photo & text by nacrowe
LIFE (LITTLE BROWN & CO, 2010), written by the iconic ROLLING STONES guitarist / songwriter KEITH RICHARDS is one of the most expansive memoirs by a musician i have come across in recent years. it is exceptionally well written and conceived and was an enthralling read mostly due to the scope of its narrative.
following his early life you really get a feel for how early ROCK & ROLL was transmitted abroad and reintroduced by a bevy of talented BRITISH musicians who were steeped and obsessed with forgotten and dismissed stateside BLUES traditions. in a very real sense, these BRITISH INVASION bands reintroduced AMERICA to her own musical traditions.
for me that early period is the most interesting section of the book. you get a sense for how hostile the club scene in LONDON was initially to bands exploring the BLUES in the early 60s, instead focused at the time on ROCKABILLY and early ROCK AND ROLL. THE ROLLING STONES initially were just a group of CHICAGO BLUES obsessives (i.e. the roster of CHESS RECORDS) that aspired to be the best cover band of that music in town. songwriting wasn't even in the picture for them. one interesting tidbit during this period was the fact that there was a loose underground collective of record collectors that would play newly imported hard to find vinyl singles at house gatherings. these obsessives would argue about the authenticity of the artists while RICHARDS and MICK JAGGER were there only to glean off ideas about how to deconstruct the actual compositions themselves. its hilarious to think that these BRITISH obsessives thought they knew about the BLUES enough to judge them. its sad that when these musicians (like MUDDY WATERS) came to play ENGLAND they were booed for not fitting the prescriptive view of what a BLUESMAN should look and sound like (i.e. ROBERT JOHNSON). typical BRITISH snobbery. but you get a sense of what RICHARDS was fighting against.
this book goes deep into various parts of his career and personal life, as well as his relationship with drugs. its funny because RICHARDS has a public persona for being a modern-day PIRATE or DRACULA figure who, much like LEMMY KILMISTER, has consumed in inordinate amount of pharmaceuticals and yet somehow has carried on into his elder years. in actual fact throughout his memoir RICHARDS makes repeated commentary about the mistakes made by others regarding drugs. he speaks of using in moderation and consuming a base amount to maintain a steady level alertness, something he did to stay up for days on end recording albums in the late 60s and early 70s. he never upped the dosage in search of a higher plateau. it was all about stability.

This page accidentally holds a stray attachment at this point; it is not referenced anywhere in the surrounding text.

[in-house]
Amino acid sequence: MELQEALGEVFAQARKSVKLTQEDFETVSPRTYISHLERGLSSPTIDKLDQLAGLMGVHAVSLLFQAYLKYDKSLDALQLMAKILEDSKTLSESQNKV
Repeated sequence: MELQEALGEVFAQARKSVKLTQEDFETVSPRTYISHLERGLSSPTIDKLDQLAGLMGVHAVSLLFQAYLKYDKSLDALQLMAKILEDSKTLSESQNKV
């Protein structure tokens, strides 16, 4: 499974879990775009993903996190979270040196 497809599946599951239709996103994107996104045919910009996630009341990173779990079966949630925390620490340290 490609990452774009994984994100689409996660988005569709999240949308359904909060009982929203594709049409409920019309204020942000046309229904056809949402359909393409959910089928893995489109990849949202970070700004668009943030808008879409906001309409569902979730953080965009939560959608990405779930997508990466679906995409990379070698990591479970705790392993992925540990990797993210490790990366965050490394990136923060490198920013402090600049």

this concept regarding stability also seems to be how he navigates relationships both personal and business alike. despite his bacchanalian reputation for debauched depravity, i mean he is practically the poster child for ROCK AND ROLL excess, he speaks about things like groupie-culture as less about sex and more about companionship while on the road for years on end, especially in the earlier years. its counter-intuitive from your expectations going in, but THE DIRT this is not. he comes off practically like an ENGLISH gentleman.
but again, for me this book is less about the extracurriculars and more about his appreciation for music and the art of collaboration. in many ways his strength as a musician, aside from his songwriting prowess, is to seamlessly integrate himself into a rhythm section, maintaining the groove without showboating or drawing attention to himself. they had JAGGER for that, the ultimate peacock. JAGGER for himself is given praise throughout but also consternation for his betrayal of the band in the 1980s when seeking a solo deal with the same company on the back of a recently signed multi-album deal for the band. JAGGER collaborates when necessary but ultimately is made to look like a selfish opportunist of the first order, seeking glory for himself which very much goes against the ethos of the band.
i could go because this book is beyond expansive and well-worth the time of anyone interested in ROCK AND ROLL, BLUES, COUNTRY MUSIC or the historical progression of popular music in the 20th century. can't wait to read JAGGER's perspective if such ever comes out.